Following the trend of their first four games, Australia moved the ball with a purpose, assisting on all seven of their made shots in the opening 10 minutes. The ball movement, both on and off the ball, was excellent as the Boomers got a handful of easy scoring opportunities.
It was an even set of contributors to start the game – Bogut had four points, followed by Dellavedova and Ingles with three and Goulding, Baynes and Andersen with two.
Venezuela ensured that the Boomers wouldn’t run away with the game, however, with a scrappy, but effective, second quarter.
“If they play it conventionally, they lose this game by 30,” Gaze said, referencing the necessity for the Venezuelan's to make the game ugly.
It worked, as a belligerent defensive showing slowed down Australia’s attack. It wasn’t textbook defense, but it was effective. Venezuela used a number of holds, bumps and hustle plays to frustrate the Aussies to the point where their lead had been cut back to just four points. Those easy baskets, cuts to the rim and effective screen plays no longer came easy to the Boomers, as Venezuela made them work hard for their scoring opportunities.
Another helpful factor was that Venezuela started to convert on the offensive end.
“It’s impossible to compete,” Gaze said about Venezuela’s first quarter shooting percentage. However, Venezuela outscored Australia 19-16 in the second quarter, while shooting 6-of-13, helping them to get back within seven points at half time.
For the Boomers, who surely felt they should have had a larger lead at the main break, it was Goulding who led the scoring in the first half. Goulding scored 10 points off the bench, shooting 3-of-4 from the field.
Bogut followed up with eight points, as he showed little ill effects after sitting out the Boomers’ previous game against China. He also pulled down four rebounds, as Australia outrebounded Venezuela 20-17 in the first half.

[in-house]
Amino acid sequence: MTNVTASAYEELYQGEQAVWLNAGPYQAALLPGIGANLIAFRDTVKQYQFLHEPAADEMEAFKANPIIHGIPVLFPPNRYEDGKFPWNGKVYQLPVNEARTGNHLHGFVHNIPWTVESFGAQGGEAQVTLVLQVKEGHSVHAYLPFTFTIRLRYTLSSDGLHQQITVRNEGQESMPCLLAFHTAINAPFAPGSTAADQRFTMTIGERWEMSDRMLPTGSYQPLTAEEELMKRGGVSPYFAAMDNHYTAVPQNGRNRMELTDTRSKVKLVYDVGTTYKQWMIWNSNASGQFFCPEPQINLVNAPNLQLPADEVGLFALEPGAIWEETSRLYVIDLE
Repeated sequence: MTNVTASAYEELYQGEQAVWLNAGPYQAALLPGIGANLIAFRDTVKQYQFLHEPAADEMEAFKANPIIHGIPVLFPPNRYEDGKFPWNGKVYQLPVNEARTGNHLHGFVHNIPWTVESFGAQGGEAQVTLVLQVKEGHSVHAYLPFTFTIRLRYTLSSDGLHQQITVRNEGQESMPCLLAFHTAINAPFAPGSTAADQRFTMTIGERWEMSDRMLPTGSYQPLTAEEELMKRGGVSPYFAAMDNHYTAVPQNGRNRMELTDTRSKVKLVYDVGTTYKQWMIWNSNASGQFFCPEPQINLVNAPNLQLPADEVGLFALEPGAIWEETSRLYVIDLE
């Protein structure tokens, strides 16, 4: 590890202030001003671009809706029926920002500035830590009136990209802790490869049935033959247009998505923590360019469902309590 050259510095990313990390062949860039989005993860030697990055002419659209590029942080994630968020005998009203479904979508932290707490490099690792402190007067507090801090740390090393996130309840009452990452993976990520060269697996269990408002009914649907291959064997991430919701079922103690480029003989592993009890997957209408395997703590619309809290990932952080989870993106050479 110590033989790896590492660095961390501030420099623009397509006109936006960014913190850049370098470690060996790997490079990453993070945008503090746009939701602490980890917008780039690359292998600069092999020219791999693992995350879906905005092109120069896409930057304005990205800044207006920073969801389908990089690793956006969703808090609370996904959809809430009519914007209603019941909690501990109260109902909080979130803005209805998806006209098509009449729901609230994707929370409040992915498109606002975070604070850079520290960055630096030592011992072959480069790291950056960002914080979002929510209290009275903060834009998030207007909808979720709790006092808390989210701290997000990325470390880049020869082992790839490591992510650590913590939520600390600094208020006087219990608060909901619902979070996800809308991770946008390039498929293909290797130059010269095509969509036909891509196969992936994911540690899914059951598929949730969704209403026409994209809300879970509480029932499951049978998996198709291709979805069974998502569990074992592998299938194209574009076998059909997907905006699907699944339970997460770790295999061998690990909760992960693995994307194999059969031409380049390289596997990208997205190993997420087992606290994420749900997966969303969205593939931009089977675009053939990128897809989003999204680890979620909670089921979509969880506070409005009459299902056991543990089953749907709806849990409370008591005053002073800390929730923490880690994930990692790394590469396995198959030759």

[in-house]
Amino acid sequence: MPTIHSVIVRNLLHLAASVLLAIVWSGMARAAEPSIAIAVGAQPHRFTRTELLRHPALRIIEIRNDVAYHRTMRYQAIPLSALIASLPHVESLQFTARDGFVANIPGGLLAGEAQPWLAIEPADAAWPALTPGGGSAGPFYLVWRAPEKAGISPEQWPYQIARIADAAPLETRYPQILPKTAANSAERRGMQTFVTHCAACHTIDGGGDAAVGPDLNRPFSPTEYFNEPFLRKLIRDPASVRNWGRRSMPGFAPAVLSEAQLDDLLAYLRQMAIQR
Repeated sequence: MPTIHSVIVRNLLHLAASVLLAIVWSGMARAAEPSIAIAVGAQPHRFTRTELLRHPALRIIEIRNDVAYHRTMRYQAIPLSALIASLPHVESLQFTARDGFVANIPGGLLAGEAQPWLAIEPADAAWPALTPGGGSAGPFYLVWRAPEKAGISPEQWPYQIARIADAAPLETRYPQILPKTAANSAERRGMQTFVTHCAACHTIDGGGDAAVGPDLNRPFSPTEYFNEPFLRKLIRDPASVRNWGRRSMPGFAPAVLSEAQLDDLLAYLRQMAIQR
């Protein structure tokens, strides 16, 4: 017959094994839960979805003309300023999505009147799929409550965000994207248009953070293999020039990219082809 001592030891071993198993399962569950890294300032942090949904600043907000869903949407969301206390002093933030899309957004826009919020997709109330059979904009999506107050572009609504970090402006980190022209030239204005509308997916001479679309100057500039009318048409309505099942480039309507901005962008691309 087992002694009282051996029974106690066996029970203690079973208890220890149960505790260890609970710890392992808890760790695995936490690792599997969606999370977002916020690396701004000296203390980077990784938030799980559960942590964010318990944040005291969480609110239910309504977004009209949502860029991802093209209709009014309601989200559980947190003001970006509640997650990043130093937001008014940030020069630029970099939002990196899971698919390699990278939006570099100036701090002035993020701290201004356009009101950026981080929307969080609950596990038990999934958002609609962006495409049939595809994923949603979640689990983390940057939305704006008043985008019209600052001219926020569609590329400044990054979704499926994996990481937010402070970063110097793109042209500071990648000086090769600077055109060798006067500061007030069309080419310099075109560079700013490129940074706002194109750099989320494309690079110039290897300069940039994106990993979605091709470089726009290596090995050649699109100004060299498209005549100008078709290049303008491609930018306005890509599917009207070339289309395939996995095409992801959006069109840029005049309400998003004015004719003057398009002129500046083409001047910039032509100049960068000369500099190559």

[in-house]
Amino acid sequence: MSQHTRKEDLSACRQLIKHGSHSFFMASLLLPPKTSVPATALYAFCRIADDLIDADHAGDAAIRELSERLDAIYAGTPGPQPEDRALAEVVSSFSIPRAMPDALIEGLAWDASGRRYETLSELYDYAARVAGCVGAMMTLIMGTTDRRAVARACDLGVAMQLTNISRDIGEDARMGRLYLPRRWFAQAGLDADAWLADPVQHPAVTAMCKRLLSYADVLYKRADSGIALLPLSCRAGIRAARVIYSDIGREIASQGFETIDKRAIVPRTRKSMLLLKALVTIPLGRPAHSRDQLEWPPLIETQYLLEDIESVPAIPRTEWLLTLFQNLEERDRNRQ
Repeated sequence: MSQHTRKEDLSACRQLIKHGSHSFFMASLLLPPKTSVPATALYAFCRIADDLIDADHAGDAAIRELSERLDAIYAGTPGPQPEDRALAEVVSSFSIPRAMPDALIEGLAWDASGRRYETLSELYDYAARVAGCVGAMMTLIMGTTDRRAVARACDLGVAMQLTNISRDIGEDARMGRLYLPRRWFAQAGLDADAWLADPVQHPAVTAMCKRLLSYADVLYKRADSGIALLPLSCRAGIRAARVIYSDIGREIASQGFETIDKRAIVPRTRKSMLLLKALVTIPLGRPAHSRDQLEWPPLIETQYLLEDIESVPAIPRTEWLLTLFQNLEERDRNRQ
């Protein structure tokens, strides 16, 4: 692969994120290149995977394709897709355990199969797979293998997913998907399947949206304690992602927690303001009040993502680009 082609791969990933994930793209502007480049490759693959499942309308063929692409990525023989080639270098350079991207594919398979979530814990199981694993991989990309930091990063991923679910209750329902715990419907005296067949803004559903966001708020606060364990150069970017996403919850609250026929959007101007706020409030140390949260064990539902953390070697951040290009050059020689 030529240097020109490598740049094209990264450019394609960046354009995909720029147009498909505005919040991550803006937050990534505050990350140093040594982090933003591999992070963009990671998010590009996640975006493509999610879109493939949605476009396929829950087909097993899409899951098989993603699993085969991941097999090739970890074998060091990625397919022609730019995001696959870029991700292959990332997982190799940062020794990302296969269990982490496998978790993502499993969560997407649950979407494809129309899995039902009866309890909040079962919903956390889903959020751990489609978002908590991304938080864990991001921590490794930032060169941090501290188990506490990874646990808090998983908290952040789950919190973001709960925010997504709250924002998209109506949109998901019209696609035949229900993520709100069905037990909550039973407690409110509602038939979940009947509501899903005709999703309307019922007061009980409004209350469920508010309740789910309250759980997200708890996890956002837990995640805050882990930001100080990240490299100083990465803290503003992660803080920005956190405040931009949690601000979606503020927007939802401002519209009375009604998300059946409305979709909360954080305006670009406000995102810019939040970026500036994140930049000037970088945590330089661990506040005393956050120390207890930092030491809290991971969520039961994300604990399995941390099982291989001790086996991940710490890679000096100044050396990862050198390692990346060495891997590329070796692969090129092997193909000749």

The third quarter seemed like a completely different game, as both teams caught fire on the offensive end, leading to a much more aesthetically pleasing period. The shift in game style favoured the Boomers, as they took a 53-43 lead going into the final quarter.
“This is not want Venezuela wants,” Gaze said, mentioning how the Venezuelans don’t have the talent level to compete against Australia in a high-tempo, offensive game.
The Boomers’ offense fought against Venezuela’s physical defense with swift ball movement and action off the ball, as they continued to get even contributions across the board. While their defense didn’t get back to the intensity they played with in the first quarter, the Boomers were able to shut down Venezuela on occasions, helping maintain a comfortable lead.
“But we aren’t celebrating right now," shared Bogut after the game.
"We haven’t done anything. The quarters is where you make your money and where the real business is. You have one bad game, you are flying home. We know how vital this game is coming up."
Australia now has two days off before their first quarterfinal game on Thursday morning. If the group stages are any indication though, the Boomers should feel confident against anyone.